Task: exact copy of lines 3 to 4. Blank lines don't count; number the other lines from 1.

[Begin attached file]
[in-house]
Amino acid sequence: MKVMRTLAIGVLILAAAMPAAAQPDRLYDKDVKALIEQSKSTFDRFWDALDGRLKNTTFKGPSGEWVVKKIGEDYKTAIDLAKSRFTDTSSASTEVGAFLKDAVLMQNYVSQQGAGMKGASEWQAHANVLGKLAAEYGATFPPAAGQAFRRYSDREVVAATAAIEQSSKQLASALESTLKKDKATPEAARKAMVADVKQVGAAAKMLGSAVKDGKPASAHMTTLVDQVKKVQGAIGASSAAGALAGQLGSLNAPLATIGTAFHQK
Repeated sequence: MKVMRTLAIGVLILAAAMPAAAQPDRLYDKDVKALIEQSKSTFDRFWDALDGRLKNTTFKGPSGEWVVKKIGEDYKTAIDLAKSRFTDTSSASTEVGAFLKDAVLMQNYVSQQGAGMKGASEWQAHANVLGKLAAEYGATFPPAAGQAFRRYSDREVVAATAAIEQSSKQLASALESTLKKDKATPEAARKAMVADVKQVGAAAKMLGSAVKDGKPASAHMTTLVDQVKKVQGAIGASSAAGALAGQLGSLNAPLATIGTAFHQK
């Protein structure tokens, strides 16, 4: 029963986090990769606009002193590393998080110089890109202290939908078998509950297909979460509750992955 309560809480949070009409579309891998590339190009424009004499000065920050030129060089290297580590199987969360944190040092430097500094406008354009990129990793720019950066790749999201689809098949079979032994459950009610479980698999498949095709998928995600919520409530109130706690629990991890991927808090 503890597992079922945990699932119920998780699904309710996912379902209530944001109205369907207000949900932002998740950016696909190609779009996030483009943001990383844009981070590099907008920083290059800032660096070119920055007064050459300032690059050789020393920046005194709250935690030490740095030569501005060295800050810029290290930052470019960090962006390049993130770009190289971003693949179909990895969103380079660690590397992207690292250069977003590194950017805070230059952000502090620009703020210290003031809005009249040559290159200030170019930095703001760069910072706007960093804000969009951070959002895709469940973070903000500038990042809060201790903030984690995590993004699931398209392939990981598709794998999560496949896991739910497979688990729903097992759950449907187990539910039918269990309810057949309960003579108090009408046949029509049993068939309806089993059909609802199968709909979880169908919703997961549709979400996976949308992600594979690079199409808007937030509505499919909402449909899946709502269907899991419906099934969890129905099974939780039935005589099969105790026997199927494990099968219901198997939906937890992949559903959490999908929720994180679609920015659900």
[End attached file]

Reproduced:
Repeated sequence: MKVMRTLAIGVLILAAAMPAAAQPDRLYDKDVKALIEQSKSTFDRFWDALDGRLKNTTFKGPSGEWVVKKIGEDYKTAIDLAKSRFTDTSSASTEVGAFLKDAVLMQNYVSQQGAGMKGASEWQAHANVLGKLAAEYGATFPPAAGQAFRRYSDREVVAATAAIEQSSKQLASALESTLKKDKATPEAARKAMVADVKQVGAAAKMLGSAVKDGKPASAHMTTLVDQVKKVQGAIGASSAAGALAGQLGSLNAPLATIGTAFHQK
């Protein structure tokens, strides 16, 4: 029963986090990769606009002193590393998080110089890109202290939908078998509950297909979460509750992955 309560809480949070009409579309891998590339190009424009004499000065920050030129060089290297580590199987969360944190040092430097500094406008354009990129990793720019950066790749999201689809098949079979032994459950009610479980698999498949095709998928995600919520409530109130706690629990991890991927808090 503890597992079922945990699932119920998780699904309710996912379902209530944001109205369907207000949900932002998740950016696909190609779009996030483009943001990383844009981070590099907008920083290059800032660096070119920055007064050459300032690059050789020393920046005194709250935690030490740095030569501005060295800050810029290290930052470019960090962006390049993130770009190289971003693949179909990895969103380079660690590397992207690292250069977003590194950017805070230059952000502090620009703020210290003031809005009249040559290159200030170019930095703001760069910072706007960093804000969009951070959002895709469940973070903000500038990042809060201790903030984690995590993004699931398209392939990981598709794998999560496949896991739910497979688990729903097992759950449907187990539910039918269990309810057949309960003579108090009408046949029509049993068939309806089993059909609802199968709909979880169908919703997961549709979400996976949308992600594979690079199409808007937030509505499919909402449909899946709502269907899991419906099934969890129905099974939780039935005589099969105790026997199927494990099968219901198997939906937890992949559903959490999908929720994180679609920015659900």